The announcement that was made is problematic in many different ways. If we go back to 2009, it was a Labor government then. A 2009 white paper announced that we were going to double our submarine force. It was going to go from six to 12, and it was going to do that within three decades. From 2009, we could have expected that by 2039 we would have 12 new, regionally superior submarines. That was the aim. What we now see with the plan on record is something quite different. If we just go with what has been announced to date—remembering that we have had the announcement saying we're going to do a 18-month study and in 2040 we're going to get a future nuclear-powered submarine—that means in 2039, when we were supposed to have 12 regionally superior submarines, we're going to have five—only five—very aged Collins-class submarines. That just seems absolutely crazy in the context of the very reason for going to AUKUS, which was the 'rising tension'. In 2009, it must have been the Rudd government that announced the 12 submarines, and they did so on the basis of concerns about where things were going geostrategically, and it looks like Defence got that right. They have actually upped the ante, but they have, basically, left us strategically vulnerable.
The Liberal Party would claim that they are strong on national security—but you're not. You've gone from an aim of 12 regionally superior submarines by 2039 to five, aged Collins-class submarines. And that's not a criticism of the Collins class submarines at all. The men and women down at Osborne do a fantastic job of maintaining those submarines. And I'm not suggesting they wouldn't be safe—because that's what people do down at Adelaide: they make sure those submarines are in tip-top shape before they let them leave Osborne, as part of their full-cycle docking program. But that's a very different thing to a submarine that is aged and asked to go into combat. It's like taking a bow and arrow into a battle with rifles. And that's the sort of problem that's created. No matter how much you try to improve the Collins class submarines, some of these brand-new submarines in our region are very highly capable submarines, and I know, because I've been on some of them. I've been to sea on the South Korean Type 214 submarines on a number of occasions—well-trained crews, very highly capable submarines. And I've worked with a number of different navies around this region. Sadly, we've ended up with a situation where the Liberal government—who claim to be strong on national security—have left us in a very vulnerable position.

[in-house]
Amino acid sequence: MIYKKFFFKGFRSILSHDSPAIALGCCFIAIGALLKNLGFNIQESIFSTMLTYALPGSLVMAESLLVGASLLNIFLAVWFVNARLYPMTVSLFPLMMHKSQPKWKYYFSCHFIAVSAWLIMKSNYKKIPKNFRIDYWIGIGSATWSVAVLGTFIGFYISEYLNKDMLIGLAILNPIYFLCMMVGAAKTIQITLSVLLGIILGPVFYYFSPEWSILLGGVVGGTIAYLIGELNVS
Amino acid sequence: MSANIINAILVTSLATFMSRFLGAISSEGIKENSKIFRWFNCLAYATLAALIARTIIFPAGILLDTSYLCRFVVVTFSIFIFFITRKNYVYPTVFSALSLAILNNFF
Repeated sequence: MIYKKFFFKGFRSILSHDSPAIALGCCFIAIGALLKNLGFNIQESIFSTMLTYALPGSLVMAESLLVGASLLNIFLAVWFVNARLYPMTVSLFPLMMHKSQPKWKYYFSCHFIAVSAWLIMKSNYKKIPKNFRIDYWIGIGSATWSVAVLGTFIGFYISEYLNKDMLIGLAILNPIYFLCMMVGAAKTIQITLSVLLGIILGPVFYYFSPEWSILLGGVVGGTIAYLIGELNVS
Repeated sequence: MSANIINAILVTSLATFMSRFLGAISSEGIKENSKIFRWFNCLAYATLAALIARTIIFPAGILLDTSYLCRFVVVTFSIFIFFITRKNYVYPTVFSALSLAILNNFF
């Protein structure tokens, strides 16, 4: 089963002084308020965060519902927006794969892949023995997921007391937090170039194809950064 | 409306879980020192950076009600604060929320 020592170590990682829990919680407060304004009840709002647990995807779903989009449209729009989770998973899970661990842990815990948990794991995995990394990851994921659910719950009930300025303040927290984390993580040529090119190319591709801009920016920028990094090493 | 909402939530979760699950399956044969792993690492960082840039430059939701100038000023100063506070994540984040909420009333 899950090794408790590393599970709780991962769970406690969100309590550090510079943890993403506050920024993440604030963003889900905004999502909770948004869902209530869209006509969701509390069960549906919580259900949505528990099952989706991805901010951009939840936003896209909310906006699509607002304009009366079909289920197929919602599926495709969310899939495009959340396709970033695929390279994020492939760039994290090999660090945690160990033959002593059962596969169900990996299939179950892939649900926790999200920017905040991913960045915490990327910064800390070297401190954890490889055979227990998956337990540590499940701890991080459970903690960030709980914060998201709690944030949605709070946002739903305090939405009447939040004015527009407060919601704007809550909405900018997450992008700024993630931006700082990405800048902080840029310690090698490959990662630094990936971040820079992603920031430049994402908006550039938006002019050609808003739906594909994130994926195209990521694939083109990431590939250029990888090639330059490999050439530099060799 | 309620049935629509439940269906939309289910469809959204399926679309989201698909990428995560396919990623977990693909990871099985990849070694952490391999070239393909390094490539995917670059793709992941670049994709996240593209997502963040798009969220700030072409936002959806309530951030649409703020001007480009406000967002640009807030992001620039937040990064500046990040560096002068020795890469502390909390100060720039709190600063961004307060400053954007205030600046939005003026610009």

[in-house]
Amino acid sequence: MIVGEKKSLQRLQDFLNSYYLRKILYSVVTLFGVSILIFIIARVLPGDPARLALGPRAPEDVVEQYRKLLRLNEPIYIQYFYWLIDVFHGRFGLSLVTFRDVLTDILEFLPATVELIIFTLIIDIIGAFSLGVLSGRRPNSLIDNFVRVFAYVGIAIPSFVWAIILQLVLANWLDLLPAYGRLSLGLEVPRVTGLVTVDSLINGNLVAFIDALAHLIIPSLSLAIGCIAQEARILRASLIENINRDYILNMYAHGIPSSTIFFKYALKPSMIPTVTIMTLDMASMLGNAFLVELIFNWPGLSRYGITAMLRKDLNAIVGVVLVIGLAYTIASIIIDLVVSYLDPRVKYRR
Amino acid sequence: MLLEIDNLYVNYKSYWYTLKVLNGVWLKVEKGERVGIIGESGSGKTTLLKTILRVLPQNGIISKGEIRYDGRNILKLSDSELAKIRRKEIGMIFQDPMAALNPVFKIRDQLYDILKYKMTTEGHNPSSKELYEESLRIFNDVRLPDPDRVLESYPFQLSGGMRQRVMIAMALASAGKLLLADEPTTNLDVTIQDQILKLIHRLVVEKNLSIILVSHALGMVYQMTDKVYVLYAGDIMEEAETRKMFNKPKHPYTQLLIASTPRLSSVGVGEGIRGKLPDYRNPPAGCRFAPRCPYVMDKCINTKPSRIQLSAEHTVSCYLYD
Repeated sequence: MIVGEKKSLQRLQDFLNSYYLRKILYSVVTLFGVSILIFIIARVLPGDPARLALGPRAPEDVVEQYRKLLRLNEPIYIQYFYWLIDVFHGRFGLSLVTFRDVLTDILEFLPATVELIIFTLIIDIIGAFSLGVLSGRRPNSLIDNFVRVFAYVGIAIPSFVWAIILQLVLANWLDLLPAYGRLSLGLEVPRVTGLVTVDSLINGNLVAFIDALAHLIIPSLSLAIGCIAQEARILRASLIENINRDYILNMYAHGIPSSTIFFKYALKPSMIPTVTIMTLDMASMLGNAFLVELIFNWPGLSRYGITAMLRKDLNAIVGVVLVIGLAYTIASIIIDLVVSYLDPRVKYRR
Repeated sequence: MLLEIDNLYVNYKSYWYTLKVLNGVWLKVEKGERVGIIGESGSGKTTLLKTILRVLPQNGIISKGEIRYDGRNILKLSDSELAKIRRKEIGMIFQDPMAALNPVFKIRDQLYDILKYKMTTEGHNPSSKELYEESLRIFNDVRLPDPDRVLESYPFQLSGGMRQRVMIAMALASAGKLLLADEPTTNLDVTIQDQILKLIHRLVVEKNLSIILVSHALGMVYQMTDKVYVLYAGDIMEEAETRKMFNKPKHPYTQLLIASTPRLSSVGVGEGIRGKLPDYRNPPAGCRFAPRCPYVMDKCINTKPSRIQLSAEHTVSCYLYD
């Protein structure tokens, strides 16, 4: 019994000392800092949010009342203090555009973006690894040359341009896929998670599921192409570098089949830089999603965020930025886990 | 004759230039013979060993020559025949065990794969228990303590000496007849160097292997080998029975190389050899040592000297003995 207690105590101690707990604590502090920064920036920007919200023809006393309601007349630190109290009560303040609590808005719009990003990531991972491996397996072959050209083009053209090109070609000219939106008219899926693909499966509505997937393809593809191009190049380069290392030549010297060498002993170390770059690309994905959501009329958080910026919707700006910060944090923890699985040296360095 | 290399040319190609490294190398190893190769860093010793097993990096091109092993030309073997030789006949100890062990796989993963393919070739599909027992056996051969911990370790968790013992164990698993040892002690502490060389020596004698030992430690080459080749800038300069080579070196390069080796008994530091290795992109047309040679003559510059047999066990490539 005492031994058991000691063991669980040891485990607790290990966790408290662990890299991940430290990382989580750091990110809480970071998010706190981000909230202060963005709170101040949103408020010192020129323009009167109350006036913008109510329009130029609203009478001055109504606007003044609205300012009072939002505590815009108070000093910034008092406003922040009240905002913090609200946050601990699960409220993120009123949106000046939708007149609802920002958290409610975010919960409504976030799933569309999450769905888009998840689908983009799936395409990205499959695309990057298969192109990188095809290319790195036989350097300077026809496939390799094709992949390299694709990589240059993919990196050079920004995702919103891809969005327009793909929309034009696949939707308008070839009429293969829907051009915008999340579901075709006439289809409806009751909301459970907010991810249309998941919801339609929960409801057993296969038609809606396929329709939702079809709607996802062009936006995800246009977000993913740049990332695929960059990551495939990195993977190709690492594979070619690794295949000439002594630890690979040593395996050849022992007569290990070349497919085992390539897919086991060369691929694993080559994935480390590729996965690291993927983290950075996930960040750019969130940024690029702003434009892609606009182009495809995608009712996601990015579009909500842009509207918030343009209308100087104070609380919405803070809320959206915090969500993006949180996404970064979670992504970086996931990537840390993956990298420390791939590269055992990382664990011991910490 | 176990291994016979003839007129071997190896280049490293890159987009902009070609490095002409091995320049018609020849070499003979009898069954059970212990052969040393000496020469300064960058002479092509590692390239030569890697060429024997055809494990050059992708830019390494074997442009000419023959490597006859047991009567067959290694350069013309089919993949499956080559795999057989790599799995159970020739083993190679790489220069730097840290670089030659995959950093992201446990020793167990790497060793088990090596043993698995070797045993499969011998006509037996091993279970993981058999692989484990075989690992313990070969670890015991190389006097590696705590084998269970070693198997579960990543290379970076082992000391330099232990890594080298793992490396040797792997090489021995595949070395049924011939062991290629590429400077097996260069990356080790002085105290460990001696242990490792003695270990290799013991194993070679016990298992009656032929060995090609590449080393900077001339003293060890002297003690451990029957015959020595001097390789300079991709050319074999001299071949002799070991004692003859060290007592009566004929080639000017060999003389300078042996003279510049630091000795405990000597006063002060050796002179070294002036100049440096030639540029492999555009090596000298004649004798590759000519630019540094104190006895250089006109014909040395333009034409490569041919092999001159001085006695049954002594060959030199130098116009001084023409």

The other thing that's happened with this announcement is that we've got a whole bunch of people down in Adelaide and, actually, around the country who had committed to the Attack class program. Again, I support the closing down of that program, but the manner in which it was closed down has had a harmful effect on workers down in Adelaide and around the country, and on companies. I won't name them, because Defence can be quite vindictive in relation to bad stories coming from industry, but a company that I went and visited had two to three years worth of work booked ahead on the Attack class submarine. And that work is no longer there. Now, the way companies work—for those that haven't ever had to be a business development manager or a director of a company—is that they have to work and make sure they've got an order book that runs out to a couple of years, to make sure they can plan with their workforce to be able to achieve the objectives of the company. When someone rips out a major contract, that company would not have been pursuing work because they would have known that their workload was set for the next couple of years and they didn't have capacity to do any more. So they would have been resting in terms of trying to develop further business. Suddenly that work is stripped out from underneath them, and it leaves a company, which might have 150 people, saying, 'What do we do now?'